Tuesday, November 29, 2005
Bloggin' Around The Christmas Tree . . .
Here's a roundup of stories I've found interesting lately:
Advertisers Embrace the Power that Gospel Music Has To Offer (The Washington Post): This article, written by a fellow Dow Jones Newspaper Fund grad, explores the growth in the black Christian market. I've been saying for a while now that if you want to move product, get Af-Am church folk behind it.
A great quote: "In the past, the advertisers most interested in reaching this market were small church-based entrepreneurs -- Christian book authors and small-time recording artists. But as the genre evolved from Mahalia Jackson singing sweet hymns in a choir robe to singers performing holy hip-hop for sold-out concerts in huge sports arenas, corporations noticed. "
Johnny Cash's Journey Through the Other Side of Virtue (New York Times): "Johnny Cash was a deeply flawed Christian man who could look at criminals and see a part of himself in them. . .In a world increasingly reduced to good and evil, to us versus them, Johnny Cash was a man unafraid to admit that he was both. We've somehow lost sight of the truth that there can be no redemption without sin." My friends at GetReligion.org have also posted on Cash.
Gospel Choir Finds Inspiration, Support Through Song (Gainesville Sun): This article does a nice job of capturing the joy and energy of a college gospel choir. It talks, too, about their recent involvement in a hurricane relief benefit.
Freddy Kofi Wins Best Male at GEM awards (ChristianToday.com): A rundown piece on England's recent gospel music awards. Here's one on Canada's MAJA gospel awards.
Harlem's Other Globetrotters are Here (New Zealand Herald): A profile of a community choir touring throughout the world: "There's not much singing on the tour bus of the Harlem Gospel Choir. The time they spend on the coach is for sleeping. They're like a rock band - less the excess - tramping from city to city. They do a show, pack up, move on, wake, and sing again, all the while spreading their message of 'bringing people and nations together'. "
The Measure of Sam Cooke's Triumph (NPR): Terry Gross discusses interviews biographer Peter Guralnick's about his recently released Sam Cooke bio, Dream Boogie: The Triumph of Sam Cooke. The segment includes comments from Aretha Franklin and clips of Cooke singing gospel. Once I get my copy (Hello, Santa?) I'll post a review here. Here's the New Orleans Time Picayune's review of the book, and here's CNN's interview with Guralnick. Here's the Buffalo Times on whether or not Cooke merits the same treatment as Elvis, the subject of Guralnick's earlier work. In this interview with the Memphis Flyer, Guralnick references one of my favorite poems, Paul Lawrence Dunbar's "We Wear the Mask," comparing it to Cooke's song "Laughin' and Clownin.'"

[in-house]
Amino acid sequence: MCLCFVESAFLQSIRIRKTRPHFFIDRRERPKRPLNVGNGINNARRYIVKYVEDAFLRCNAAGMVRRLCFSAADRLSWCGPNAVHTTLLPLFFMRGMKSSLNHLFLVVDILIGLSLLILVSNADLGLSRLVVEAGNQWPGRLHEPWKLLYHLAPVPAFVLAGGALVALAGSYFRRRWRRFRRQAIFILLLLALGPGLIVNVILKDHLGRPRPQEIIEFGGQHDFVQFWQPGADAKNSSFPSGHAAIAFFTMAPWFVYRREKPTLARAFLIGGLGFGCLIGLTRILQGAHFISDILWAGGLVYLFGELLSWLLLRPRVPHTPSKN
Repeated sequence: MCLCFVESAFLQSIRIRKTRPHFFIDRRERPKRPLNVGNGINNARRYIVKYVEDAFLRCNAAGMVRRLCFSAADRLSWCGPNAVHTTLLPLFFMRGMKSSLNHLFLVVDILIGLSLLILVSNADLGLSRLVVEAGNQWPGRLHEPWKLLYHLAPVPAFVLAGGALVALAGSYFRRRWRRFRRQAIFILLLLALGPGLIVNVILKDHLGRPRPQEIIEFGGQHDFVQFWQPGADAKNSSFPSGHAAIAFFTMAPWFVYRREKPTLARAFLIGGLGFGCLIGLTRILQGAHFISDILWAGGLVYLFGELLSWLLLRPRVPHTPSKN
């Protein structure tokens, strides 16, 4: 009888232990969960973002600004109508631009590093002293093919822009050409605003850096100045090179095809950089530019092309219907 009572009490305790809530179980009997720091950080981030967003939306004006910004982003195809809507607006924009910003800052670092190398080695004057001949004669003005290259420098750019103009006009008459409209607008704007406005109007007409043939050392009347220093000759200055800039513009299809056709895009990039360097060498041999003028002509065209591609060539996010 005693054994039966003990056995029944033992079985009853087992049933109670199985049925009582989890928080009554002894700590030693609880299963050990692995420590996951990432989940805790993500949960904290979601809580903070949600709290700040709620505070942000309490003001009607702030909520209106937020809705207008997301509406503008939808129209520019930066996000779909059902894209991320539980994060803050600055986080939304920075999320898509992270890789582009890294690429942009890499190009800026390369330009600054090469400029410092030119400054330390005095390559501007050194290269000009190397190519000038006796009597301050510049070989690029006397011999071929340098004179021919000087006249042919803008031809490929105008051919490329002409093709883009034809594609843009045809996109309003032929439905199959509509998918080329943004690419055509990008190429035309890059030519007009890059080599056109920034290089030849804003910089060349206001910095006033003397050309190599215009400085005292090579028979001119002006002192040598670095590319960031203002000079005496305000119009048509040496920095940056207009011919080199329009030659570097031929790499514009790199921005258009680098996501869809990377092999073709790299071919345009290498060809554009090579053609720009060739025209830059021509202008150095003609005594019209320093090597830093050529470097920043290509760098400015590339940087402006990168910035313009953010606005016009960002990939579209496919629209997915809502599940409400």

Gospel Group Spreads Harmony (Orlando Sentinel): Profile of Brothers In Christ, a gospel group based in Florida. A quote from one of the group members: "Through gospel music, I'm able to express myself. God changed me. If God can change me, he can change anybody."
Gospel Music's Queen (Austin Weekly News): A profile of Albertina Walker, including her thoughts about dressing for church, staying faithful to the traditional gospel sound and . . .the news that there may be a Caravans reunion album next year. HOT.
The Rise and Rise of the Gospel Music Scene (The Monitor, Uganda): The growing pains faced by the growing gospel music industry in Uganda.
Gospel Stalwart Joins NCO for Thanksgiving Concert (Robertson County Times, TN): This is a cool idea: holding a Gospel Thanksgiving celebration with a chamber orchestra and a gospel artist. In this story, the orchestra is the Nashville Chamber Orchestra, and the artist is Walter Hawkins. Hawkins: "Gospel can sound like any other type of music — there's gospel rap, gospel country, everybody does different styles of gospel music," said Hawkins, who has collaborated with such classic pop notables as Van Morrison. "But the thing that makes the music timeless would be the content of the message that Jesus came to save the world. If that's not the focal point, then you're not really doing gospel."
Gata's Gone to God (Fiji Times): A profile of Fijian gospel singer Marika Gata, who shares how he lost, then found, a relationship with God.